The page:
History of a Microscope

  • The first microscope

    The first microscope
    Two Dutch spectacle-makers and father-and-son team, Hans and Zacharias Janssen, create the first microscope. When Zacharias Jansen was experimenting with spectacle lenses. After aligning several lenses and placing them in a tube they discovered that this magnified a specimen while looking through it. This very first microscope had a magnification of only about 9x.
  • The publishing of Micrographia

    The publishing of Micrographia
    Micrographia, published in 1665, is a historic book written by Robert Hooke documenting his observations through different lenses. He was among the first to make significant improvements to the basic design.
  • Living cells first seen

    Living cells first seen
    Antonie van Leeuwenhoek builds a simple microscope with one lens to examine blood, yeast and insects. He is the first to describe cells and bacteria. He invents new methods for making lenses that allow for magnifications of up to 270 times.
  • Microscope magnification

    Microscope magnification
    In the late 17th century Anton van Leeuwenhoek invented a microscope with the capability to magnify at 270x, this became known as the first "real" microscope. This microscope allowed him to see bacteria, blood, yest plants, and life in water.
  • Spherical aberration solved

    Spherical aberration solved
    Joseph Jackson Lister reduces spherical aberration by using several weak lenses together at certain distances to give good magnification without blurring the image.
  • Abbe equation

    Abbe equation
    Ernst Abbe writes a mathematical formula that correlates resolving power to the wavelength of light. Abbe’s formula makes it possible to calculate the theoretical maximum resolution of a microscope.
  • Transmission electron microscope

    Transmission electron microscope
    Ernst Ruska and Max Knoll design and build the first transmission electron microscope, based on an idea of Leo Szilard. The electron microscope depends on electrons, not light, to view an object.
  • Phase contrast microscope

    Phase contrast microscope
    Frits Zernike develops phase contrast illumination, which allows the imaging of transparent samples. By using interference rather than absorption of light, transparent samples, such as cells, can be imaged without having to use staining techniques.
  • Scanning electron microscope

    Scanning electron microscope
    Ernst Ruska builds the first scanning electron microscope, which transmits a beam of electrons across the surface of a specimen.
  • Confocal imaging principle

    Confocal imaging principle
    Marvin Minsky patents the principle of confocal imaging. Using a scanning point of light, confocal microscopy gives slightly higher resolution than conventional light microscopy and makes it easier to view ‘virtual slices’ through a thick specimen.
  • Green fluorescent protein discovered

    Green fluorescent protein discovered
    Osamu Shimomura, Frank Johnson and Yo Saiga discover green fluorescent protein in the jellyfish Aequorea Victoria. GFP fluoresces bright green when exposed to blue light.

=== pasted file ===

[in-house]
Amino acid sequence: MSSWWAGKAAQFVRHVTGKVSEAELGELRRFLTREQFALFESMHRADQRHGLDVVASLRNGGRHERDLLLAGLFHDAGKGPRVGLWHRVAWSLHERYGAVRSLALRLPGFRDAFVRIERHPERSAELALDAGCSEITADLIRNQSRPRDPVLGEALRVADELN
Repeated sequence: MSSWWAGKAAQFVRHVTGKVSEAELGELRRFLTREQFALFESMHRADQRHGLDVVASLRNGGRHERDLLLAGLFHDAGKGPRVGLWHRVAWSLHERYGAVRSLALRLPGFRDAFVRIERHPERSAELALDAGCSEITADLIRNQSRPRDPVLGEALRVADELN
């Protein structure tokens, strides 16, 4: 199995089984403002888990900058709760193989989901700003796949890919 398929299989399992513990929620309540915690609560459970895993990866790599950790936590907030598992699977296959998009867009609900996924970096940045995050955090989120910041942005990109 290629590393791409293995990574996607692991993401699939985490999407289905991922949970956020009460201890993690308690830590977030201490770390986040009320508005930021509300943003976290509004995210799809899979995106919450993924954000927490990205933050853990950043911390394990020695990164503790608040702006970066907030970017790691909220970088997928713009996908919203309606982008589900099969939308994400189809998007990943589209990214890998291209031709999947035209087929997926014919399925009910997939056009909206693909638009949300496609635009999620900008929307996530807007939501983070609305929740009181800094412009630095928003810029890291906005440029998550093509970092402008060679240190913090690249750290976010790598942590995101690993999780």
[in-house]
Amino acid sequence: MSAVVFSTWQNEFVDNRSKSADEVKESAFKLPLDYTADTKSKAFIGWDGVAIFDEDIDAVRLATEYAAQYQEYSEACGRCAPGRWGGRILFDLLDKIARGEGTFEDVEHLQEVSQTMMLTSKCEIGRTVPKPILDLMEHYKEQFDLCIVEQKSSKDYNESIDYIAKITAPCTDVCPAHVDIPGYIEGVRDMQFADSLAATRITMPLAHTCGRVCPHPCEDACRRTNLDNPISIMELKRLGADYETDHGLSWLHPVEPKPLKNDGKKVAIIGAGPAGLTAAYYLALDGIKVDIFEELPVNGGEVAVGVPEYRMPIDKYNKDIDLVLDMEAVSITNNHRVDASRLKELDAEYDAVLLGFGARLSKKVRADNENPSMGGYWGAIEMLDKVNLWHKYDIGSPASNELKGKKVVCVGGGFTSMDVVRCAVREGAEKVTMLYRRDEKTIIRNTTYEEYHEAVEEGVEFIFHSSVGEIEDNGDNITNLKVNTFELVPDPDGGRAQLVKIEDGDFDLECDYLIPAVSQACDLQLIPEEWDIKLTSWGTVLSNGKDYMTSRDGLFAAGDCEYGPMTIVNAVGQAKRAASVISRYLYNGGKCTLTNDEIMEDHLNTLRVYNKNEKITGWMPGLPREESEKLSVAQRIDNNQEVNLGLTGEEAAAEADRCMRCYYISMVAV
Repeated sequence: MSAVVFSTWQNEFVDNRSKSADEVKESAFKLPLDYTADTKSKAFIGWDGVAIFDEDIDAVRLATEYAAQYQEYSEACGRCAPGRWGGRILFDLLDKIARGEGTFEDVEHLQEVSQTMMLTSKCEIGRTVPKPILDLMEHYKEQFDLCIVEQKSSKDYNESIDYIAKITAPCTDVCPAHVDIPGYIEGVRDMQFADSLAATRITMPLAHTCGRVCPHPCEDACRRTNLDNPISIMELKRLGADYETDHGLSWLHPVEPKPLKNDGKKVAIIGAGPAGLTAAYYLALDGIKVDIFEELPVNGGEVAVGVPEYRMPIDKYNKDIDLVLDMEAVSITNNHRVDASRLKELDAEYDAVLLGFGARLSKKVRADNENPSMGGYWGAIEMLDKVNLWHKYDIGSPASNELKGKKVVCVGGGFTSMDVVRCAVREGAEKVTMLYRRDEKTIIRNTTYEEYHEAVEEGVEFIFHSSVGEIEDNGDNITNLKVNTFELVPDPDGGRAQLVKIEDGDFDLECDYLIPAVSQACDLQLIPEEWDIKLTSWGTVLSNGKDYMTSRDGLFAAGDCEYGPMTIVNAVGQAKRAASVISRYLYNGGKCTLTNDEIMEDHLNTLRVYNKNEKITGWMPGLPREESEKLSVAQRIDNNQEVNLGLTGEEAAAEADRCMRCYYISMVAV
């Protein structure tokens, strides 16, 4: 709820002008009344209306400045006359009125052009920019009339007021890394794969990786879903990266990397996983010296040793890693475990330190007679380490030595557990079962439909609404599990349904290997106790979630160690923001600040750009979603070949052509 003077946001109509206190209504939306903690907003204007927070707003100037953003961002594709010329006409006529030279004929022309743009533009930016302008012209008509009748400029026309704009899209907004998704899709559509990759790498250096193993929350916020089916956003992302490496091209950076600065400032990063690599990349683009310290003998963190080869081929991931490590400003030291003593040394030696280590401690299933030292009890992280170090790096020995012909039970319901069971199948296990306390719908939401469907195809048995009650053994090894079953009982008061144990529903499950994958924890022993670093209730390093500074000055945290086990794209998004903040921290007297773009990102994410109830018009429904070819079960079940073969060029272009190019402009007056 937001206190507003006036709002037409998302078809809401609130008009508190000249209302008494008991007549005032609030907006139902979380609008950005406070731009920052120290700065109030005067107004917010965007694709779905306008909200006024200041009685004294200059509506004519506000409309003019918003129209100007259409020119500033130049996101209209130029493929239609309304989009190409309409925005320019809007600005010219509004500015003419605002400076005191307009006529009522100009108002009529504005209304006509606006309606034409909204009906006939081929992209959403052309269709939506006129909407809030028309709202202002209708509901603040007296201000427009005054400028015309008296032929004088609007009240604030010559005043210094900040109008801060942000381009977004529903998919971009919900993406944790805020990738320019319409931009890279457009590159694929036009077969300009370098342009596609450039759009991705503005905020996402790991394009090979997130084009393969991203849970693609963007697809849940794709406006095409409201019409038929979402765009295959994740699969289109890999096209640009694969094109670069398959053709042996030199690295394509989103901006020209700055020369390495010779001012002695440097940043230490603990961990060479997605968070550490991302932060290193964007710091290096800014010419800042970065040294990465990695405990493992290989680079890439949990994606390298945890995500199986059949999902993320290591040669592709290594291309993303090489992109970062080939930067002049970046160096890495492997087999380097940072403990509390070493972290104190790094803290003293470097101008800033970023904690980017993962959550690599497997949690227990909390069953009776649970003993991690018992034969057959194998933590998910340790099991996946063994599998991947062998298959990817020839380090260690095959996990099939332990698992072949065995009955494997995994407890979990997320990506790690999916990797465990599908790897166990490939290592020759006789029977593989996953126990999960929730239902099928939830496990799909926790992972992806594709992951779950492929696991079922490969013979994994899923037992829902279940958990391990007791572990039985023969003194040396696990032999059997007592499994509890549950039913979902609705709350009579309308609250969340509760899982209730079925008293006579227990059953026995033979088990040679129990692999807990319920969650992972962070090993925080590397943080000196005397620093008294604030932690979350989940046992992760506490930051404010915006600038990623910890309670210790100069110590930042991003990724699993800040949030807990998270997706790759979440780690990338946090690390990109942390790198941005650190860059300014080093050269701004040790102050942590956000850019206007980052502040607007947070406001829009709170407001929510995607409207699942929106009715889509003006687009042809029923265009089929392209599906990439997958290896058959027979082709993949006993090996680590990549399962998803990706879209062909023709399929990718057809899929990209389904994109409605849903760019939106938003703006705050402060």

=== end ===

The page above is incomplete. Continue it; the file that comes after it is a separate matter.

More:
• First CAT scanner

    First CAT scanner
    Godfrey Hounsfield and Allan Cormack develop the computerised axial tomography scanner. With the help of a computer, the device combines many X-ray images to generate cross-sectional views as well as three-dimensional images of internal organs and structures.
  • Electron backscatter patterns observed

    Electron backscatter patterns observed
    John Venables and CJ Harland observe electron backscatter patterns in the scanning electron microscope. EBSP provide quantitative microstructural information about the crystallographic nature of metals, minerals, semiconductors and ceramics.
  • Confocal laser scanning microscope

    Confocal laser scanning microscope
    Thomas and Christoph Cremer develop the first practical confocal laser scanning microscope, which scans an object using a focused laser beam.
  • Scanning tunnelling microscope

    Scanning tunnelling microscope
    Gerd Binnig and Heinrich Rohrer invent the scanning tunnelling microscope. The STM ‘sees’ by measuring interactions between atoms, rather than by using light or electrons. It can visualize individual atoms within materials.
  • The cloning of GFP

    The cloning of GFP
    Douglas Prasher reports the cloning of GFP. This opens the way to widespread use of GFP and its derivatives as labels for fluorescence microscopy.
  • Super-resolution microscopy

    Super-resolution microscopy
    Stefan Hell pioneers a new optical microscope technology that allows the capture of images with a higher resolution than was previously thought possible. This results in a wide array of high-resolution optical methodologies, collectively termed super-resolution microscopy.
  • Atoms of a virus seen

    Atoms of a virus seen
    Researchers at UCLA use a cryoelectron microscope to see the atoms of a virus.
  • The modern microscope

    The modern microscope
    Some microscopes can even be used to observe an object at the cellular level, allowing scientists to see the shape of a cell, its nucleus, mitochondria, and other organelles. While the modern microscope has many parts, the most important pieces are its lenses.